Tag Archives: Simcoe

Homebrew #6: Thee No Cees IPA

31 Jan

A remake of homebrew #5 (my anti-Cascade/Columbus/Chinook/Crystal IPA) which had turned out quite well. I tweaked a few things in the recipe and brewing process but mostly tried to replicate it.

I brewed on Christmas day, bottled mid-January, just cracked open the first bottle– and I’m happy with the results.

A powerful, fresh citrus and herbal smell with no dank/pine in it, a moderately strong (7% ABV), slightly malty, slightly orange flavor, and a long hoppy aftertaste (but not in a bitter way). Just the style of IPA I like to drink (in some ways, like a higher-alcohol extra pale ale).

And of course I had to make labels:

IPA6

On a reused Abita bottle:

IMG_20140119_094915016_HDR

Just standard beer ingredients– pale malt and a little red wheat and rye, plus Warrior, Amarillo, Simcoe, and Sorachi Ace hops (with a light hand on the bittering hops and a huge dose of dry hopping with especially Sorachi Ace five days before bottling), and our excellent San Francisco Hetch Hetchy water (plus a campden tablet to remove any chloramine).

Homebrew: Rye ESB (+Juniper?)

20 Jul

Jotting down notes and photos for my second homebrew batch (a mutt which started as a British-style Extra Special Bitter, with the addition of some rye for flavor, then split into multiple 1-gallon batches to try additional experiments).

Jug Science

ESB

A note on an ESB (Extra Special Bitter)– it’s a British ale style that’s not actually especially bitter, more similar to a Pale Ale than an IPA. From the BJCP:  “An average-strength to moderately-strong [4.6-6.2% ABV] English ale. The balance may be fairly even between malt and hops to somewhat bitter. Drinkability is a critical component of the style; emphasis is still on the bittering hop addition as opposed to the aggressive middle and late hopping seen in American ales. A rather broad style that allows for considerable interpretation by the brewer.”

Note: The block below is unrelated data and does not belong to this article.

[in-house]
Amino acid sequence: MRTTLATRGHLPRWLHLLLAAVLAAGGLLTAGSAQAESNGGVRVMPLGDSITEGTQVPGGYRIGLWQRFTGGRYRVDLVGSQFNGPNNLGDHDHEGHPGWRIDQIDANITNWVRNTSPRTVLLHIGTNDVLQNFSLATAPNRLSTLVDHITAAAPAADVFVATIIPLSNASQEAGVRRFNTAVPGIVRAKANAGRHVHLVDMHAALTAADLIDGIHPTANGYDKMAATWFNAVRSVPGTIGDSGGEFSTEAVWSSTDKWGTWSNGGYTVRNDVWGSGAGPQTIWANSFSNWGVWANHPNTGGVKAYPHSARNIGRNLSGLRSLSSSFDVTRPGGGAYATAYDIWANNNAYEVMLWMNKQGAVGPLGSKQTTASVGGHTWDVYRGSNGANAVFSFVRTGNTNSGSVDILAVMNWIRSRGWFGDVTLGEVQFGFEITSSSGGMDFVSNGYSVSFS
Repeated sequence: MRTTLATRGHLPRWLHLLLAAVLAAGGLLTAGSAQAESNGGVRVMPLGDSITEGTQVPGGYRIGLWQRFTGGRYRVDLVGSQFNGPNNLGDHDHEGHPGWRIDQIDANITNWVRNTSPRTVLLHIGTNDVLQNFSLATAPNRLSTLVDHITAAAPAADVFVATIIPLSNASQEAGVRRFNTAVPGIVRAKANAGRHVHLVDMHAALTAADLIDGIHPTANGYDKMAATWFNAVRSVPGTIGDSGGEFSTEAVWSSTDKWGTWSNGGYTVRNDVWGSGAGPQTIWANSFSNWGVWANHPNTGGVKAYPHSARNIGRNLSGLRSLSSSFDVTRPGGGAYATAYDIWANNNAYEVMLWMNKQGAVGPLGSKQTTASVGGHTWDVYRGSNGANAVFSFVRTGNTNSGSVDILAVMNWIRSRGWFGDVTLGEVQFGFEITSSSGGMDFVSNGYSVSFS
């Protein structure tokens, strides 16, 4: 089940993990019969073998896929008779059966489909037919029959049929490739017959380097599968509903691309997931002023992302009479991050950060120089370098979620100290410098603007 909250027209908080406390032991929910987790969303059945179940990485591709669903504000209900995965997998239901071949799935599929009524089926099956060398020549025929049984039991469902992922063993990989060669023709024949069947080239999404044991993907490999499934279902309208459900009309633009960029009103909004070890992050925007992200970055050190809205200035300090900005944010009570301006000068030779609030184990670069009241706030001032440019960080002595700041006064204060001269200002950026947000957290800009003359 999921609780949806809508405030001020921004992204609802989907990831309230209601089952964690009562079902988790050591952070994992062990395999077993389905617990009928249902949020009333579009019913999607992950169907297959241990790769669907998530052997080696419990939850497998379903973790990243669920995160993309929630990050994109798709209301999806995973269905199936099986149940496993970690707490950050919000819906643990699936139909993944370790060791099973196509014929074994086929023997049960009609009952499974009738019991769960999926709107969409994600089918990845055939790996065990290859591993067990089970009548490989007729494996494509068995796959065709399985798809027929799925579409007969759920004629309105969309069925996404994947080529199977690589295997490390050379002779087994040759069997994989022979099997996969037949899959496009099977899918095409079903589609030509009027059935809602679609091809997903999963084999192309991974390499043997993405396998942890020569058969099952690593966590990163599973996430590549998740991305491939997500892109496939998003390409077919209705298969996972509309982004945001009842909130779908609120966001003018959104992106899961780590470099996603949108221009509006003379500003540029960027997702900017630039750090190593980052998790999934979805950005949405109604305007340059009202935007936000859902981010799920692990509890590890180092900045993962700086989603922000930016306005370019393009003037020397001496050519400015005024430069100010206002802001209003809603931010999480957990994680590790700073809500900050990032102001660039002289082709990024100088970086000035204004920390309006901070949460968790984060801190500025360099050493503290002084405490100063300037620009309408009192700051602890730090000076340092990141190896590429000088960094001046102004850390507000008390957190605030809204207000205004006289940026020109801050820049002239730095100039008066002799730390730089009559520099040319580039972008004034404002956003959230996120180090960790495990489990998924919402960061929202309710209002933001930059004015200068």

Mine was 4.9% ABV, 20 IBUs, fermented on the cool end, 1.048 OG, 1.011 FG

Grains: 

  • 5.5 lbs amber liquid malt extract (the bulk of the fermentables)
  • 1.5 lbs 2-row (basic malted barley, adds flavor and provides enzymes to help convert the other grains)
  • 0.75 lbs malted rye
  • 0.5 lbs 30L crystal
  • 0.25 lbs flaked barley

The same “partial mash” process as before: whole grains cracked, added in a cheesecloth sack to 3 gallons of 155F water (Hetch Hetchy reservoir water straight from the SF city tap) then covered and wrapped in a towel to keep at temperature for 50 minutes (it only lost about 3 degrees), before removing the sack of grains (dipping and squeezing it to extract the runnings), raising the pot to 190F, adding the malt extract, and bringing to a boil.

Hops: (British hops for bittering and flavor)

  • 1 oz Bramling Cross @60
  • 0.5 oz Kent Goldings @15
  • 0.5 oz Kent Goldings @5
  • Some batches got additional dry hopping later, see below

The usual cooling in a sink of ice water, adding to 3 gallons of cold water to bring the batch up to a bit over 5 gallons, measuring the gravity (1.047), then pitching 11.5g of hydrated (but originally dry) Safale S-04 English Ale Yeast.

As before, I set the fermenter in my cool garage (about 65F ambient), towards the bottom of the recommended yeast temperature, for slower but hopefully lower-ester fermentation. It started fermenting within half a day, and the bubbling tapered off after about three days. I took a gravity sample and it was at 1.014, close to the target, but there was still a noticeable yeast smell/taste. Patience… After about two weeks total, it had been stabilized at a SG of 1.011 for a while and yeast had settled out of suspension.

Tasting at this point– the slightly sweet malt was distinctive, with just a small balanced hint of bitterness. This seems like it’s going in a good direction.

I siphoned off four gallons into four separate one gallon glass jugs as secondaries, each with their own airlock, to try a few different things that could end up terrible or over-the-top:

2B: Control Beer

No changes, no dry hops, just left to condition for a week and a half in this secondary.

2C: Simcoe Dry Hop

0.3oz of Simcoe whole leaf hops, which is equivalent to about 1.5oz of dry hopping in a 5 gallon batch: a modest amount. This hop is counter to the traditional ESB style, more in line with an American West Coast Pale Ale.

2D: Juniper + hint of Sorachi Ace

Juniper